International consultant to prepare a report on benchmark pricing for Assam crude
       oil. The pricing formula recommended in the report for each of the seven varieties of
       Assam Crude Oil has been accepted which has been made effective from 01.04.2008.
       the new benchmark pricing model goes further to make adjustments for two more
       quality factors, crude sulphur and residure API. These quality factors are negative in
       the basket price, lowering the Assam crude prices (post- adjustment) in the
       comparison to their existing levels. Thus to conclude, the new benchmark pricing
       formula for Assam crude oil by P&G has following components, viz.

              The weighted average price of the five benchmark crude oil i.e.
               Qua Iboe       Ardjuna          Duri           Labuan             Widuri
              Adjustment for yield difference (GPW discount)
              Adjustment for Crude Sulphur.
              Adjustment for Residue API.
             PAYABLE TO M/S OIL

            (USING OLD PRICING)

       The old pricing mechanism for crude oil was effective during 01/04/2002 till
       01/04/2008. A Memorandum of Understanding was signed between IOCL and Oil
       India Limited (OIL) on 07/04/03 that explained the pricing mechanism in its
       Article 3. It stated that pricing of crude oil shall be on FOB basis plus
       transportation charges and taxes.

FOB (Free On Board)

 The FOB prices payable would be net of BS&W. The FOB price will have components
viz (a) Base Price, (b) Premium/Discounts compared to Marker crude and(c) Adjustment
for BS&W (d) Conditional Taxes (e) Conditional National Transportation.

(a) Base Price

The Base price per barrel of crude oil sold/purchased hereunder shall be the average of
the mean Bonny light crude quotations (as published under spot crude assessment
heading in Platts Crude of MARKETWIRE spot assessment) for the entire month in
which the Bill of Lading date falls. The Bill of Lading date for pipeline supplies shall be
the date of custody transfer.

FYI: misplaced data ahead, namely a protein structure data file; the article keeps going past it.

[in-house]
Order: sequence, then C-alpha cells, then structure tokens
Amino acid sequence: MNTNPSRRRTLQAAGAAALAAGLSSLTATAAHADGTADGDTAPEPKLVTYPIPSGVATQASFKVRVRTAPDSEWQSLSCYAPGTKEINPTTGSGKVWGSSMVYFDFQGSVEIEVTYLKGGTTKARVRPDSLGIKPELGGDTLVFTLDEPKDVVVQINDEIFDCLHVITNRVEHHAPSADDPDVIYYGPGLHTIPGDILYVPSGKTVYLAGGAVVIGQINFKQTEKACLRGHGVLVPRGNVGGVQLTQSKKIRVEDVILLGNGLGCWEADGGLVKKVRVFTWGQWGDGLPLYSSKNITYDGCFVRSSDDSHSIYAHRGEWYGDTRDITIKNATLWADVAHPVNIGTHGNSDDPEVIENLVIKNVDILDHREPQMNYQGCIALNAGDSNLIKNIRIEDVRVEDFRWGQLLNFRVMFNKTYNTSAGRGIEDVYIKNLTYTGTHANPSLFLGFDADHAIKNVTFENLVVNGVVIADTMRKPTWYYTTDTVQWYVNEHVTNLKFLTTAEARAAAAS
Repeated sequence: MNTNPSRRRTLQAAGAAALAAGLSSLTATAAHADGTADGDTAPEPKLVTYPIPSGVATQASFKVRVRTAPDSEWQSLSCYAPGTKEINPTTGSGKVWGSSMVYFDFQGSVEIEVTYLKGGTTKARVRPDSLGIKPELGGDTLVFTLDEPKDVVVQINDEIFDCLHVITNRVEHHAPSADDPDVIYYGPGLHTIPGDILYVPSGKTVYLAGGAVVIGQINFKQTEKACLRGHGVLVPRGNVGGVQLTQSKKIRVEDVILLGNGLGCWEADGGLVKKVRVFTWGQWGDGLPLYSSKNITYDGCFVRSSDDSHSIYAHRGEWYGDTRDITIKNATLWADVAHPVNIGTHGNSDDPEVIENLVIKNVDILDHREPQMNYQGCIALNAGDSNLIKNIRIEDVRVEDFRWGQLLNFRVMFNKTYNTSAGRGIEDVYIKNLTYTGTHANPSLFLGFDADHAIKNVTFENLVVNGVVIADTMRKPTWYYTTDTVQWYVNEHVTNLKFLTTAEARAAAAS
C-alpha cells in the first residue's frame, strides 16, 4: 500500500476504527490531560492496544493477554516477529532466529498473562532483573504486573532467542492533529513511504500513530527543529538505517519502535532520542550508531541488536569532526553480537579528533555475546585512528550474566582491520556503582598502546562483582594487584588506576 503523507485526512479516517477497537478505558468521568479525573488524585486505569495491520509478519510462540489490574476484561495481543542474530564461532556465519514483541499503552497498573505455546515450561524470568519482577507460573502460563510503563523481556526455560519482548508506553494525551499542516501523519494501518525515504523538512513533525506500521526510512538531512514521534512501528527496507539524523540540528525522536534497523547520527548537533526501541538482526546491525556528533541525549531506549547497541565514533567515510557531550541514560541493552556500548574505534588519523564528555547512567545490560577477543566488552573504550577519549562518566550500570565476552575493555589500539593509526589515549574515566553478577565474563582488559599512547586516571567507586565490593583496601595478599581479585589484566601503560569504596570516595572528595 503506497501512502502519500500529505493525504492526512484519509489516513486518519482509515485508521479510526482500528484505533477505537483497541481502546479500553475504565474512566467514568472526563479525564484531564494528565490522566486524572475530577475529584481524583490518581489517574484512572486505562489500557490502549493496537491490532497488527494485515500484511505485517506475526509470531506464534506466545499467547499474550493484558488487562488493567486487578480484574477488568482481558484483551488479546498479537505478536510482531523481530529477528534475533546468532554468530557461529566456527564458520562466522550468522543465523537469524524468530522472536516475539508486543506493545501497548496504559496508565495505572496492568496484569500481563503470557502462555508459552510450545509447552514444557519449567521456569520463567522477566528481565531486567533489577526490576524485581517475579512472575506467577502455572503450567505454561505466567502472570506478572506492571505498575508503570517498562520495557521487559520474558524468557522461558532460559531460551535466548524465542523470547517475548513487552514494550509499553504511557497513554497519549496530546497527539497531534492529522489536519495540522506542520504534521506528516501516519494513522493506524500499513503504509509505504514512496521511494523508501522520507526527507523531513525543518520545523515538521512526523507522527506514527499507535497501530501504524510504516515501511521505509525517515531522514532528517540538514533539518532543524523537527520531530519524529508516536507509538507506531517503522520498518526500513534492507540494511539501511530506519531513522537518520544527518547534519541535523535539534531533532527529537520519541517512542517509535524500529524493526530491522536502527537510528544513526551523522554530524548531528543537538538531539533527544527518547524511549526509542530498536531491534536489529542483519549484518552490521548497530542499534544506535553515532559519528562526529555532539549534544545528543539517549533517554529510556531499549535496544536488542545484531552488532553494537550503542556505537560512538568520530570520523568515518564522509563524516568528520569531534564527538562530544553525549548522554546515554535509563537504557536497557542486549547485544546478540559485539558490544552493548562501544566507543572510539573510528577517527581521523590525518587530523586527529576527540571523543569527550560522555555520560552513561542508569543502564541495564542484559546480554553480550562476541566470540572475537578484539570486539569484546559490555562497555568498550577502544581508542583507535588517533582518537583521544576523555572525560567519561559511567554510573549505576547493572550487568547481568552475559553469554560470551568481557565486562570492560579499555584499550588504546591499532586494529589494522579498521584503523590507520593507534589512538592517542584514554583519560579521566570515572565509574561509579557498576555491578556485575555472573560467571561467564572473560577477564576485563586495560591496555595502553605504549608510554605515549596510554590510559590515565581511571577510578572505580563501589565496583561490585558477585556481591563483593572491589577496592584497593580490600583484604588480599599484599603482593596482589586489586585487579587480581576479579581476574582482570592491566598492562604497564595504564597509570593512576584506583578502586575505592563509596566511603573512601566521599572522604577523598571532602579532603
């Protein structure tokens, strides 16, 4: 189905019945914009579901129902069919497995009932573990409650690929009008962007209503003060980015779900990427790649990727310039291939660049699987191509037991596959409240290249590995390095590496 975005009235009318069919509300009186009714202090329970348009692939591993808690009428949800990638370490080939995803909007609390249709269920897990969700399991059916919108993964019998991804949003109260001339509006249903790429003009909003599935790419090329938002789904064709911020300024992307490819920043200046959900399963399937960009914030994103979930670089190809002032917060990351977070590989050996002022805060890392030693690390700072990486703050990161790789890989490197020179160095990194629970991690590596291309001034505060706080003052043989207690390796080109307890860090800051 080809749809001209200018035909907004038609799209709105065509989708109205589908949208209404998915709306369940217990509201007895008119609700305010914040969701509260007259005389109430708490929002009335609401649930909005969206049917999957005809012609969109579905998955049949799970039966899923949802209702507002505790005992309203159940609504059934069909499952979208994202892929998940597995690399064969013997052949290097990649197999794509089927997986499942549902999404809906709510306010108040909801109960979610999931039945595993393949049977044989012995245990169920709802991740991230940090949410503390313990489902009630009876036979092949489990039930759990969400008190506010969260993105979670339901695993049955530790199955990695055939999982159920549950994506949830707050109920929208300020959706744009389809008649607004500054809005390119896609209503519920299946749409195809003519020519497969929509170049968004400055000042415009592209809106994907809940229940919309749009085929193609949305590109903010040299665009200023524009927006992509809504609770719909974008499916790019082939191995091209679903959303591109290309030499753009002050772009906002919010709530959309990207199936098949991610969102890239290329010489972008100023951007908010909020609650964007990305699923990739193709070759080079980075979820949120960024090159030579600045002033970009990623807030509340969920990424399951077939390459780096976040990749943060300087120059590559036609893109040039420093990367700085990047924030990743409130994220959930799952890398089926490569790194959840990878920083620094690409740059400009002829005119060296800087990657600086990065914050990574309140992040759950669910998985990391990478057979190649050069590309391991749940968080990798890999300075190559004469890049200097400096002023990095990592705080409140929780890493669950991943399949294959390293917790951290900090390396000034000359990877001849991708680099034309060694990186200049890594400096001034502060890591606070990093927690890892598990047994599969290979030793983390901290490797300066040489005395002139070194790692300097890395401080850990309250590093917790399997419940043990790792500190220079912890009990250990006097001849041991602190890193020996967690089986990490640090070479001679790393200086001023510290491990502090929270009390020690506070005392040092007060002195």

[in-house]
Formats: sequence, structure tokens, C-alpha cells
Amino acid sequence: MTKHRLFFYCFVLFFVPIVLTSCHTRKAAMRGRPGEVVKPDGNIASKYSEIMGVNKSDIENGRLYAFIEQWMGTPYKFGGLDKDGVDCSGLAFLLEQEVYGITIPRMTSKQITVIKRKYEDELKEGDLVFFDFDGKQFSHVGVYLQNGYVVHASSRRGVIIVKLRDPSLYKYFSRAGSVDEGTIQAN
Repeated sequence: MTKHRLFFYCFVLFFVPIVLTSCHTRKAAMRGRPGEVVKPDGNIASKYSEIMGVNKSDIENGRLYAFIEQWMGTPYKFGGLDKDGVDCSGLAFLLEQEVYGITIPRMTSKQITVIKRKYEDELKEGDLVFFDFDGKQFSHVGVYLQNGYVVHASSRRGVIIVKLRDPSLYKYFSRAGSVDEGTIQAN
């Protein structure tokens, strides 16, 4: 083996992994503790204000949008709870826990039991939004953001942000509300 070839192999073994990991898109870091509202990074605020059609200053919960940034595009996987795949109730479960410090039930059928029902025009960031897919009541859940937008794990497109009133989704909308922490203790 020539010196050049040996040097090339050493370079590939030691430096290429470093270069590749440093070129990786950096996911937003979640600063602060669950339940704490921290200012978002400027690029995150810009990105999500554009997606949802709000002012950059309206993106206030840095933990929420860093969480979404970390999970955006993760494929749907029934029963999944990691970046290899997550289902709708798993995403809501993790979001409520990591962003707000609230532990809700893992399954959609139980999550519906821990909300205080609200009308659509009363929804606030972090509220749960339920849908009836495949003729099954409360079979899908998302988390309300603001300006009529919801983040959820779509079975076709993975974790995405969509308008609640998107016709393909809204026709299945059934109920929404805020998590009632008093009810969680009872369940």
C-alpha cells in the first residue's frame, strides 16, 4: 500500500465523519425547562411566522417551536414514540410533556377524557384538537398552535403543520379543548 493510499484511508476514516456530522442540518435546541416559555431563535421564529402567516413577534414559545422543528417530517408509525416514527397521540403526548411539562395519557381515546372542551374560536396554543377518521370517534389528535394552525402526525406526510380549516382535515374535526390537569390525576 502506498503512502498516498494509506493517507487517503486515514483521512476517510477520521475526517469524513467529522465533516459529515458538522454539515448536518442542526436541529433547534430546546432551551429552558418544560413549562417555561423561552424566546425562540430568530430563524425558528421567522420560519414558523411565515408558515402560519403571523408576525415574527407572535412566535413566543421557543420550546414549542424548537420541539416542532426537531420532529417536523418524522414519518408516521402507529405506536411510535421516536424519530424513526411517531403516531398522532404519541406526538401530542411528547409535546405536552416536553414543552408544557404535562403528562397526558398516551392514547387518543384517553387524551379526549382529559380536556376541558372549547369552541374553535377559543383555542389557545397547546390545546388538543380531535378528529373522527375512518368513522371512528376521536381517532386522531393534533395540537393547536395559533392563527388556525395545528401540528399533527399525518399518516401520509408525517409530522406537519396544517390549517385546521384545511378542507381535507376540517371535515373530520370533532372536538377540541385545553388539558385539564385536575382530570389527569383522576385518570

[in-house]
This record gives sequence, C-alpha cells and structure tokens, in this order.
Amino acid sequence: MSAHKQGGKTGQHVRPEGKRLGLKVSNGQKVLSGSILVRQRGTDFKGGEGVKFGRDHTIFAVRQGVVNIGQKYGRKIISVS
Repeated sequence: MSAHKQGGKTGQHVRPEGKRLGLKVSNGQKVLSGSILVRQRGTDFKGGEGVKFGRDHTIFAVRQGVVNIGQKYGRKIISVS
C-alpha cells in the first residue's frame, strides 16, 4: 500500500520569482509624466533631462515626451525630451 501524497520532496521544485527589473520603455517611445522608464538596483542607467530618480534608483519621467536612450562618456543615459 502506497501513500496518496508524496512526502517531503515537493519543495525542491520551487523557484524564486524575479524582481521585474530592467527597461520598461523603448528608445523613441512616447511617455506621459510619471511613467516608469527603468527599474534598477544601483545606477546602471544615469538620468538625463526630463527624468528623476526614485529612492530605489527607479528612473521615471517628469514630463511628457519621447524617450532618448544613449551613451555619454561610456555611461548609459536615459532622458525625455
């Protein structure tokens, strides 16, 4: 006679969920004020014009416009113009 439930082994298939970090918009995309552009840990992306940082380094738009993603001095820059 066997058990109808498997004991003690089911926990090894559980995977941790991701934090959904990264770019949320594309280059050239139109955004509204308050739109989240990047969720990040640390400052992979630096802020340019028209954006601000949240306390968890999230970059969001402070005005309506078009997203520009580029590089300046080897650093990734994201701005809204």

(b)Premium/Discounts compared to Marker Crude (GPW Discount)

The premium/discounts compared to marker crude oil(i.e. Bonny Light) for different
crude oils would be worked out by calculating differential in Gross Product Worth
(GPW) of indigenous crude oil and the marker crude oil in $/bbl. The GPW shall be
calculated using Four cut Method.

The following four cuts and yields would be used:

  PARAMETERS                    Bonny Light               Assam (*)
  Up to C4                      1.4                       0.83
  C5-175                        22.4                      18.41
  175-350                       42.2                      31.76
  350+                          34.0                      49.0
  TOTAL                         100.0                     100.0
  Barrel         per      Ton 7.435                       7.263
  Conversion Factor(BPT)
      The prices for the above four cuts to be used for working out GPW for deriving
      Premiums/Discounts would be as follows:-

      TBP cuts      Pricing Basis                                     Price        Conversion
                                                                      Unit         Factor
      Up to C4      Propane and Butane Prices of Saudi Aramco $/MT                 -
                    Contract Prices published during the month
                    under Heading AG. The ratio of Propane:
                    Butane to be considered would be 40:60.
      C5-175        Monthly average of Mean of Naphtha $/bbl                       9.0
                    quotations under heading “FOB Singapore”
      175-35        Monthly average of Mean of Gasoil 0.5% “S” $/bbl               7.45
                    quotations under heading “FOB Singapore”
      350+          Average of “monthly average of Mean of FO FO-$/MT              -
                    180    CST      2%   quotations   and    LSWR
                    quotations” under heading “FOB Singapore”         LSWR         6.70
                                                                      $/bbl



The crude oil and product prices shall be rounded off to three decimal places for working out GPW and
differential. The crude oil prices payable shall also be rounded off to three decimal places.

(c)Basic Sediments & Water

 It is an Adjustment for quality variation in crude oil obtained from different sources. For all crudes the
following discounts shall be applicable:

      BS&W Level                                          Discounts $/bbl
      0.2 < BS&W ≤ 0.5 Vol%                               0.10
      0.5 < BS&W ≤ 1.0 Vol%                               0.15


      For every increase of 0.5% vol or part thereof over 1.0% vol of BS&W, an additional discount of
      $0.05 /bbl shall be applicable.
                     USING NEW PRICING

       Petroleum Planning and Analysis Cell (PPAC), India has retained Purvin & Gertz, Inc to
     determine a fair pricing mechanism for the Assam crudes. These crudes are valued based on
     Platt’s published prices for crude oils. The value does not take into account any sort of transport
     cost but considers the quality of the crudes and cut qualities. The valuations were done based on
     the assays of the Assam crudes provided by PPAC and the assays of the Platt’s crudes from
     PPAC, Purvin & Gertz database of public assays and publicly available sources.

     After the new pricing , the final pricing of digboi crude is given as under:

     [(36.4481*Qua Iboe Price + 1.8636*Ardjuna Price + 28.3537*Duri Price + 28.9291*Labuan
     Price +4.4055*Widuri Price)/100] + [(LPG % yield of Assam crude assay-0.7023)/100*LPG